September 12, 2020
Maybe you love using variegated thread for your cross stitch projects and want to understand a little more about when to use it and the effects it can help produce. Perhaps you're completely new to using variegated floss in your stitching and fancy learning a little bit more about this super-cool stitching supply.
Variegated thread is cotton cross stitch and embroidery thread (or floss) that's been dyed in such a way to give a variating colour throughout the thread. Unlike normal cross stitch thread that's one solid colour, variegated thread changes colour, either subtly or drastically throughout the lengths.
There's a ton of options out there for you to choose from. Many variegated threads are dyed by hand which gives beautiful, natural colour variations and provides an overall vintage or antique look to your stitching. You can buy the thread in skeins just as with normal thread and the cotton comes in 6 strands that can be separated out as required.
Photo above @ Martha Lynn Miller
You might also hear variegated thread referred to as 'hand over-dyed thread', which means that it wasn’t dyed by a machine to give a standard solid block colour. The thread was dyed using various different colours.
All of the main cross stitch brands have also produced variegated thread. DMC have a wonderful range called Coloris (using four different colours in a single skein) and Colour Variations (giving a more blended effect). Using these you can create delicately tonal patterns without ever having to change thread. Anchor, Weeks Dye Works, Madeira, Colour and Cotton and many others also produce beautiful variegated thread collections.
Honestly, any time you feel like it! They're fun threads to work with and can really add a wonderful dimension to any project. Sometimes, you might want to mix and match solid colour threads and variegated threads within one project (even if the design doesn't call for it). For example, on Seas the Day shown below, the beach towel is stitched using solid colours. But, many stitchers chose variegated thread and it turned out brilliantly (see Martha's work above!) Other good ideas can be animals, to show off their fur or feathers or when you're stitching flowers with subtle colour changes on petals.
You can totally change the look of a cross stitch project by using variegated floss. It makes the overall presentation really quite interesting and there are a few different techniques to achieve this. Some threads have really subtle changes where the shades blend slowly. Others have vivid, distinct changes that appear every inch or so.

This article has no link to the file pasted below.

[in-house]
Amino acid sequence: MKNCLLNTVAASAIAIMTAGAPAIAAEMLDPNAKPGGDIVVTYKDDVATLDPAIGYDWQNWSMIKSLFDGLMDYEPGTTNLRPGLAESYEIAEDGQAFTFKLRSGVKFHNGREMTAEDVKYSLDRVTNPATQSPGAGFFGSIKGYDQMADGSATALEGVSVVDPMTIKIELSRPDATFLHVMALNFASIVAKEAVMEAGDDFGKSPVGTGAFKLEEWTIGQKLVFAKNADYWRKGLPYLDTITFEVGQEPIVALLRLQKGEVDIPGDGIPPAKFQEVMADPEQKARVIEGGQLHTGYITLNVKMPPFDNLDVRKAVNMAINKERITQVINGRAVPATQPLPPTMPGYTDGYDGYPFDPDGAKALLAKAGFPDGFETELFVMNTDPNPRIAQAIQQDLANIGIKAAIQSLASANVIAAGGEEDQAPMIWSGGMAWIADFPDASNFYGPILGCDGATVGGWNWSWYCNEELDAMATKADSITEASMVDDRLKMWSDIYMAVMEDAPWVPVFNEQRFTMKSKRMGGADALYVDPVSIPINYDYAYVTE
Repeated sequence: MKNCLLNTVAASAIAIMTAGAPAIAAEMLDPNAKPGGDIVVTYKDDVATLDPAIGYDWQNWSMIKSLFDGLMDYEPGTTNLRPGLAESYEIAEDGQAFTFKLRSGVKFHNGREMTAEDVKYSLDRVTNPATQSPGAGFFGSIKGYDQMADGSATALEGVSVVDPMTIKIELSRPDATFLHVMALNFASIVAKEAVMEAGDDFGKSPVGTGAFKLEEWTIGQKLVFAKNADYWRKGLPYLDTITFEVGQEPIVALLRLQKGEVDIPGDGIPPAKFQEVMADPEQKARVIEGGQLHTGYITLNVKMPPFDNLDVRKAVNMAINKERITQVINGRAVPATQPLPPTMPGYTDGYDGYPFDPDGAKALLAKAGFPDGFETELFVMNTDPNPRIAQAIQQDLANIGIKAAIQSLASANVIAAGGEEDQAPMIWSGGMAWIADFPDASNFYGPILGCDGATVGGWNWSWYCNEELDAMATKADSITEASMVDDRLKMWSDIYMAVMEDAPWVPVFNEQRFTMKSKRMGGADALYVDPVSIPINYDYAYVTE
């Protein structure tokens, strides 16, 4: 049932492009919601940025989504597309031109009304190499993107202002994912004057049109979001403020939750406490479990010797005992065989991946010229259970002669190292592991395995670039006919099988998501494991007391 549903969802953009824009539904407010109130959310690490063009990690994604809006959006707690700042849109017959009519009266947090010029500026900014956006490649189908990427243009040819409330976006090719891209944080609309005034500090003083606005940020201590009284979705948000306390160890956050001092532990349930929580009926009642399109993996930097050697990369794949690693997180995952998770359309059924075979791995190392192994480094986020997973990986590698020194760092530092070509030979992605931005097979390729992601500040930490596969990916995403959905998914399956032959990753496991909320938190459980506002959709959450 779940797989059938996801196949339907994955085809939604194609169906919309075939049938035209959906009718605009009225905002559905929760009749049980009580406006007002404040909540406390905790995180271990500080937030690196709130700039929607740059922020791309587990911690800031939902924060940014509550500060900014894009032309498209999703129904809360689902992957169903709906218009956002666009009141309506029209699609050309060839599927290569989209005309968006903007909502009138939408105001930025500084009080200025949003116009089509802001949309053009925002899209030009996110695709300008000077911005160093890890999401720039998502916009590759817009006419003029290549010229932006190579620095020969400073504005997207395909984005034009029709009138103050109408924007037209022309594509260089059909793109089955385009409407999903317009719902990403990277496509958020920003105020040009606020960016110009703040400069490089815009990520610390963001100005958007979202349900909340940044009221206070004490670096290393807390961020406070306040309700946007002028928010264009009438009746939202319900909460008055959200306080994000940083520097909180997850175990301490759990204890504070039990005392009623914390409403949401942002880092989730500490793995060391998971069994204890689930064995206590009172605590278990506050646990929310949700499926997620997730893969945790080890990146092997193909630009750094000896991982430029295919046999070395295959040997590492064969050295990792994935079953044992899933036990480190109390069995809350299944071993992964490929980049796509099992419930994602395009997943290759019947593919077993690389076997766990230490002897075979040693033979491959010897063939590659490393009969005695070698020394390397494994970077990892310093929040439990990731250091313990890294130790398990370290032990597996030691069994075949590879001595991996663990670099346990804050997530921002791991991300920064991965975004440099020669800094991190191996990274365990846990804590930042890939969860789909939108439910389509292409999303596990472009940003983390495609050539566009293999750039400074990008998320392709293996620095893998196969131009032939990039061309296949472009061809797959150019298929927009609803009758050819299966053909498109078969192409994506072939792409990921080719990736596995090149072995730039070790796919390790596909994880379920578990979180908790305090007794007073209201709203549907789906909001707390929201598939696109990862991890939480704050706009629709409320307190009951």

For a slow variation of tone and more control, you can complete one full stitch before going onto the next stitch (the English method of stitching). This takes a little longer but by doing this, each stitch you complete will ensure the colour changes gradually through your stitches. Remember to avoid the loop method of starting your stitching because you'd loose the subtle variations along the strand as they are doubled up.
You can use the faster, Danish method of stitching (which is to place half stitches for one row and then come back across over them one at a time to complete each stitch) and this will give a completely different appearance! This would be more effective with variegated thread of one colour with different shades, for example medium blue and light blue, rather than a thread with two completely different colours because the two different colours may look too contrasting. You can see the subtle blended effect below on the heart from Positivity Rules.
Photo above @ Bec Patterson
Variegated thread can give your stitching a gorgeous, antique look and make your piece truly unique. Particularly if you're taking part in a stitch-a-long where hundreds (if not thousands) of people are stitching the same pattern. The varying colours can replicate the look of faded threads and will have everyone asking in the Facebook stitch group, 'how did you create this look?!'
It can also give you more creative expression with your project, giving you control over the appearance of shading and shadow on certain elements. This type of thread also keeps things interesting especially when tackling a larger cross stitch design because you won't truly know what it will look like! It gives the viewing eye more to examine as the colour changes in your project are admired. A great place to start if you're a little hesitant, is to stitch with variegated floss when completing a border around the piece.
Photo above @ Jessica Long
There are some drawbacks however. Variegated thread can be much more expensive that single colour threads (sometimes five times as much!) which increases the cost of the overall project supplies.
And if you run out? The nature of the threads means that no two batches will be exactly the same. So if you run out of that colour in the middle of your project, there is no guarantee that you'll find a skein to match.
What about you - are you a variegated thread user? Let us know in the comments below what you've used them for before, to inspire others!
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